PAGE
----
The Bank of England's chief economist said owning property is a better bet than a pension

Andy Haldane, the Bank of England’s chief economist, said owning property is better investment for retirement than paying in to a pension.

In an interview with the Sunday Times, Haldane said: “It ought to be pension but it’s almost certainly property,” when answering a question about preparing for retirement.”

“As long as we continue not to build anything like as many houses in this country as we need to … we will see what we’ve had for the better part of a generation, which is house prices relentlessly heading north,” Haldane said.

Pensions are approaching a crisis point after years of low interest rates and low yielding assets. Britain had super-low interest rates since 2009 of 0.5%, until they were cut further to 0.25% this month. Low interest rates makes borrowing and servicing debt cheap but it is a nightmare for savers.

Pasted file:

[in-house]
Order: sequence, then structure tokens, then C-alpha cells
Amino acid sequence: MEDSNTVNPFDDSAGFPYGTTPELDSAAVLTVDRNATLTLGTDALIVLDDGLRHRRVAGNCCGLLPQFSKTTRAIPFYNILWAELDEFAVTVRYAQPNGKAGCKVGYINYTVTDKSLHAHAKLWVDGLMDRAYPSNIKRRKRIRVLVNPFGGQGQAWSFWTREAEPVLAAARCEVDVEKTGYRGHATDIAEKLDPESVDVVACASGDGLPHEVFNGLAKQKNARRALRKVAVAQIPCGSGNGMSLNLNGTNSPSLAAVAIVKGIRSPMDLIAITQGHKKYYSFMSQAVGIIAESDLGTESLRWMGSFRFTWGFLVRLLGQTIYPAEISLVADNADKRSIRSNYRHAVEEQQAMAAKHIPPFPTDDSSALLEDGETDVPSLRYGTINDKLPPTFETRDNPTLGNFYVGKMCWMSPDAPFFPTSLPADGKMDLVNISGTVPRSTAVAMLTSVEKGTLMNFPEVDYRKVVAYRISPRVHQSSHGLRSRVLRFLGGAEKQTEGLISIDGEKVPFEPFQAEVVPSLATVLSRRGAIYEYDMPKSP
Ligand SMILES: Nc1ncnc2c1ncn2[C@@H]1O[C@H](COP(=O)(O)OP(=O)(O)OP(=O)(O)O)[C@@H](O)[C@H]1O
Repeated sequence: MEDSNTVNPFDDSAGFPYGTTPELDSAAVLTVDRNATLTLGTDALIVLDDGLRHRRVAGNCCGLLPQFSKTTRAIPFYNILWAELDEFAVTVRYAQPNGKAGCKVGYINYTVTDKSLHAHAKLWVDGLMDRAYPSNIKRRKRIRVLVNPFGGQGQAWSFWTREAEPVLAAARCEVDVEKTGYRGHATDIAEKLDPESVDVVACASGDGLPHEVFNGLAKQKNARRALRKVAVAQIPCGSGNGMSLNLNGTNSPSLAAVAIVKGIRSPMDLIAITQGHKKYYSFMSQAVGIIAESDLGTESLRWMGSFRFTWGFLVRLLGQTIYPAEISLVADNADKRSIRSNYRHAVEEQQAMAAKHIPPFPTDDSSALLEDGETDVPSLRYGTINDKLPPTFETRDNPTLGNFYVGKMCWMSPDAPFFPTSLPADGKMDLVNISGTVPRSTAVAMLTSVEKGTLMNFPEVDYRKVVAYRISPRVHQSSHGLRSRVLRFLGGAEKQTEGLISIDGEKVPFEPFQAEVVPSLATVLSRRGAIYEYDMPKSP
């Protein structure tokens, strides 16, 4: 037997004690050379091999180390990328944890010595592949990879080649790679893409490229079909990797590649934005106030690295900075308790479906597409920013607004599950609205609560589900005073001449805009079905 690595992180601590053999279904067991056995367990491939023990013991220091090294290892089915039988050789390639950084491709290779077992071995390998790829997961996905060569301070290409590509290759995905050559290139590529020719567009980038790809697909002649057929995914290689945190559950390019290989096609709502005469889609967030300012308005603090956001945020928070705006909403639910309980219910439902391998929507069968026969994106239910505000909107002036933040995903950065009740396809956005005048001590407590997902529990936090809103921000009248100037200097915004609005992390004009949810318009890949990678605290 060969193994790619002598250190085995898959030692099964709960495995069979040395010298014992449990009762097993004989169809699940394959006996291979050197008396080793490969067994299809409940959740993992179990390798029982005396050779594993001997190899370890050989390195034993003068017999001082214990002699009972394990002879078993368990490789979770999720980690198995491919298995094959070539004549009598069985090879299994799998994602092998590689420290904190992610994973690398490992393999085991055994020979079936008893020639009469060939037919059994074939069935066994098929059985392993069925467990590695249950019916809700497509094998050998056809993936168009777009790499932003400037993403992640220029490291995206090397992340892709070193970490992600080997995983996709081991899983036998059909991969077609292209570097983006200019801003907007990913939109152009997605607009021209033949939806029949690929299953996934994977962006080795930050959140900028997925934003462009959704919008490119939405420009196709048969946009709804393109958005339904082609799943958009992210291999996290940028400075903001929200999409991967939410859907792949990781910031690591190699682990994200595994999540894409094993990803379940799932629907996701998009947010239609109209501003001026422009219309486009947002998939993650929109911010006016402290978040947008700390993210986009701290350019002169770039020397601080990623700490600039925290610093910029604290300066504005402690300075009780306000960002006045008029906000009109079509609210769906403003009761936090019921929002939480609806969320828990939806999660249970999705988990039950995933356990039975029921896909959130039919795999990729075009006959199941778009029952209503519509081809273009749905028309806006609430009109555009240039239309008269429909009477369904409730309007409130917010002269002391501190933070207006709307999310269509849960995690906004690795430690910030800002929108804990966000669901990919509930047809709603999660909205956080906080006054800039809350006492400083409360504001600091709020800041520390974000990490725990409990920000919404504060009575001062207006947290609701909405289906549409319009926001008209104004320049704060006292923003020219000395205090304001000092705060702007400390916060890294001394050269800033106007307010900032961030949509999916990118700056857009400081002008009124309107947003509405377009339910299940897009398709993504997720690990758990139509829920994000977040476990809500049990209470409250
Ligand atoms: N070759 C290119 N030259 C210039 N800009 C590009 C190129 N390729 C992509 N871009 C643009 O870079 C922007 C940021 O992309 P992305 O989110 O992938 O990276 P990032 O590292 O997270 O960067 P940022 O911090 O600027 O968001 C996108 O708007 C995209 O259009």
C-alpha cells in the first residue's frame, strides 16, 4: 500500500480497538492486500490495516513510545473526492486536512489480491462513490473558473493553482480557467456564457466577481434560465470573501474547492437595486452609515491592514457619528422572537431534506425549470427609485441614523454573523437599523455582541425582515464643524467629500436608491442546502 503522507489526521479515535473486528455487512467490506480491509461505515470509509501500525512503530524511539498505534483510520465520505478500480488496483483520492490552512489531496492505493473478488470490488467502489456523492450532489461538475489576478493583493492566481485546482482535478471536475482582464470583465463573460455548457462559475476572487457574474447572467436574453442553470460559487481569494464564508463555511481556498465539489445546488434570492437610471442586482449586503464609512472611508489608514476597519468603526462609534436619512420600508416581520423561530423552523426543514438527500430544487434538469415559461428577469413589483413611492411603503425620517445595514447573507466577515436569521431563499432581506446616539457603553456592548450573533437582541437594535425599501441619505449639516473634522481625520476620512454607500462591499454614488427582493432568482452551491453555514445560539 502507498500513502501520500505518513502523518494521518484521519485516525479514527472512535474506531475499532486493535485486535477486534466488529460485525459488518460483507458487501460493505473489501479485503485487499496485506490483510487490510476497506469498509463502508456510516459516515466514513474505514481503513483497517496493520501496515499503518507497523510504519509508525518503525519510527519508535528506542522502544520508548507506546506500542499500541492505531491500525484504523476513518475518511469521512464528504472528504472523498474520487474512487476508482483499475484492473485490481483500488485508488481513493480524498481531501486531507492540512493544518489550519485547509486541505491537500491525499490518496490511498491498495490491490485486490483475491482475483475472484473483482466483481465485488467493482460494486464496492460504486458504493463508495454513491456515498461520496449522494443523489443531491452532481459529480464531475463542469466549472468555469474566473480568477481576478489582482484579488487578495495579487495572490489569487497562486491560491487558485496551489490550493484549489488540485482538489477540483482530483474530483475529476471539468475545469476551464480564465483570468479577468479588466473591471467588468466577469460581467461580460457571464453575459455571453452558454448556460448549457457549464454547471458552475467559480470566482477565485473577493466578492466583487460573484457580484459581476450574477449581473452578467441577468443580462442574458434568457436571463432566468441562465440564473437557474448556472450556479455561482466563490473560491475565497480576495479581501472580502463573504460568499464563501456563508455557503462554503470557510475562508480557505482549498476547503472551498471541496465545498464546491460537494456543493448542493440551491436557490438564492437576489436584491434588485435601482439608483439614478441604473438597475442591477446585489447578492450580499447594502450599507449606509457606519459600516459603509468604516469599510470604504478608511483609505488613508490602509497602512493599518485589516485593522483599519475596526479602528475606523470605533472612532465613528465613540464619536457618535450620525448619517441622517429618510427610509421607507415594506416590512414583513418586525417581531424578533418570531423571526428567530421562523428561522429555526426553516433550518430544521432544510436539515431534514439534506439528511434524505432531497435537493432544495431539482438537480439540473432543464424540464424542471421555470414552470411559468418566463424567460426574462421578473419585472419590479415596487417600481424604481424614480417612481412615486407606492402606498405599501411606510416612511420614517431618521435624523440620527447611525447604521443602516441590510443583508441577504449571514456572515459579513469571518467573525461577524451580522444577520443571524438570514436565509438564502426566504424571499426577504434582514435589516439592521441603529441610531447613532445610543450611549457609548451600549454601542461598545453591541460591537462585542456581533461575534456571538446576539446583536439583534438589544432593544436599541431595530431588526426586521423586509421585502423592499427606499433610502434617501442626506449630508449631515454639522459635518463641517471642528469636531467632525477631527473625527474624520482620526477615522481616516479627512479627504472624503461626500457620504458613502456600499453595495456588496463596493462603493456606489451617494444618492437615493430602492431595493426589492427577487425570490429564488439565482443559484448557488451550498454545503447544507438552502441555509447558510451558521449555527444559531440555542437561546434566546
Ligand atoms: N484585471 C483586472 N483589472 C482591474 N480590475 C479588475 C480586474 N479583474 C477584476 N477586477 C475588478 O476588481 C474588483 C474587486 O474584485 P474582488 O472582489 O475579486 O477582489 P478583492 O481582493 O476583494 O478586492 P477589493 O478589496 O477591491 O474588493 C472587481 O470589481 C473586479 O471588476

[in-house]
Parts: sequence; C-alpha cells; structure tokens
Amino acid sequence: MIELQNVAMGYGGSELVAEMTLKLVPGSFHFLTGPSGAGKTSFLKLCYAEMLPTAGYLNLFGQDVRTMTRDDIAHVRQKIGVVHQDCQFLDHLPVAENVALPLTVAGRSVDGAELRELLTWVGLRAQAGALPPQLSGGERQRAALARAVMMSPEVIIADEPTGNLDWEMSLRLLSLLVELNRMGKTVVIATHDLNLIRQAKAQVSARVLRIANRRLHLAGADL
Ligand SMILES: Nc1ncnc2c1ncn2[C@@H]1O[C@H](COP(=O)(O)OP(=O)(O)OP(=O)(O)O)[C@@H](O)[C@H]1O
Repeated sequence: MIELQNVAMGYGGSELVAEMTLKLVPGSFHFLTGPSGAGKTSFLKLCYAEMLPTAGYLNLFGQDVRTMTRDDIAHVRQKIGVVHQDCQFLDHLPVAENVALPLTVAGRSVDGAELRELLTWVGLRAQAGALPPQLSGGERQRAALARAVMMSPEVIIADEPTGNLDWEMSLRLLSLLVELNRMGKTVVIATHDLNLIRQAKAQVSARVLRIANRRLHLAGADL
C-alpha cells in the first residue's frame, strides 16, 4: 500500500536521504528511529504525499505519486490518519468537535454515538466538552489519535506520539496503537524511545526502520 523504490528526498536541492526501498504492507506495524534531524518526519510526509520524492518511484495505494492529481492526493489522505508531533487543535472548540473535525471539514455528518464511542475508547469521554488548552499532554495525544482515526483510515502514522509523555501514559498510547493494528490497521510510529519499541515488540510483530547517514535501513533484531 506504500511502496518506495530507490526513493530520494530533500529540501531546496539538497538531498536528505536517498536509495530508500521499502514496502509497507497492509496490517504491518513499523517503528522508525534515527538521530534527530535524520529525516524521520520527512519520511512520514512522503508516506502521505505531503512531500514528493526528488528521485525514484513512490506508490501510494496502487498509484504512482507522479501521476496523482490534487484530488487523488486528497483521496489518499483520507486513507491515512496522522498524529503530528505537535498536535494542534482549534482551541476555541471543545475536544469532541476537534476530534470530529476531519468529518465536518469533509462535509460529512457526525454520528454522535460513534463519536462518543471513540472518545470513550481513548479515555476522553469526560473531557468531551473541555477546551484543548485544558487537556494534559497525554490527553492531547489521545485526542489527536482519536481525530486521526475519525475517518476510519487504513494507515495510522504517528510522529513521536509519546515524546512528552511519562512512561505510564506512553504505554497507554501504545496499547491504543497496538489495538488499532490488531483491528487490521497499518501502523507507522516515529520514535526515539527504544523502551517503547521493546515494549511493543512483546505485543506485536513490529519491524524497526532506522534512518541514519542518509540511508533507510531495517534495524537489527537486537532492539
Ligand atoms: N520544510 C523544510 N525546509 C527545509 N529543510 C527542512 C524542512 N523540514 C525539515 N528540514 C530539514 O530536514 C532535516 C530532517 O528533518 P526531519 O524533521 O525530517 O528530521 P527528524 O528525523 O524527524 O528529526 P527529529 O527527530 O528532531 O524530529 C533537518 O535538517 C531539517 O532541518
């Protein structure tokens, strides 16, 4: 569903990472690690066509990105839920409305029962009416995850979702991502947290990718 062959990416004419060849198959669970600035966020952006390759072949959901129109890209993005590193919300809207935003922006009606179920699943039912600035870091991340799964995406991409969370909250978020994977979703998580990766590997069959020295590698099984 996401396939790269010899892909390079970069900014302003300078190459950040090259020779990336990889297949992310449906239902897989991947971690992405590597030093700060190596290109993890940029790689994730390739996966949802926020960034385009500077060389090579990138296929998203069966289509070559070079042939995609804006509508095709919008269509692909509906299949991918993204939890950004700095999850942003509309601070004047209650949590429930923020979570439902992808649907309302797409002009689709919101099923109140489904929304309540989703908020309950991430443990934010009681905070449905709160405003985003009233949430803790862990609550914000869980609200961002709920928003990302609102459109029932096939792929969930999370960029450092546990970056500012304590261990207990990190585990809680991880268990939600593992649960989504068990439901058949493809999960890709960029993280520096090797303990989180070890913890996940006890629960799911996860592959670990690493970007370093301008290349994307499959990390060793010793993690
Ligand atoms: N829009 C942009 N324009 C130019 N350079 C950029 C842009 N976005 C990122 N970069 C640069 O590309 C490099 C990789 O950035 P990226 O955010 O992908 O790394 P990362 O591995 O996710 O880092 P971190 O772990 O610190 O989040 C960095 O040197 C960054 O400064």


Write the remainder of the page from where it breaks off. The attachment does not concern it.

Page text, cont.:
Pension funds’ key asset holdings — government bonds — have negative yields. They are among the largest holders of UK government debt.

Haldane earns a basic salary of £182,000 and is eligible for a pension worth more than £80,000 a year. He told the Sunday Times that he felt comfortable but not wealthy.

“I see myself as not having to worry about money, but plainly not wealthy. I never have [felt wealthy] , and never expect to in this job,” Haldane said.

Ros Altmann, the former pensions minister, said his comments were “irresponsible” according to a report in the Guardian.

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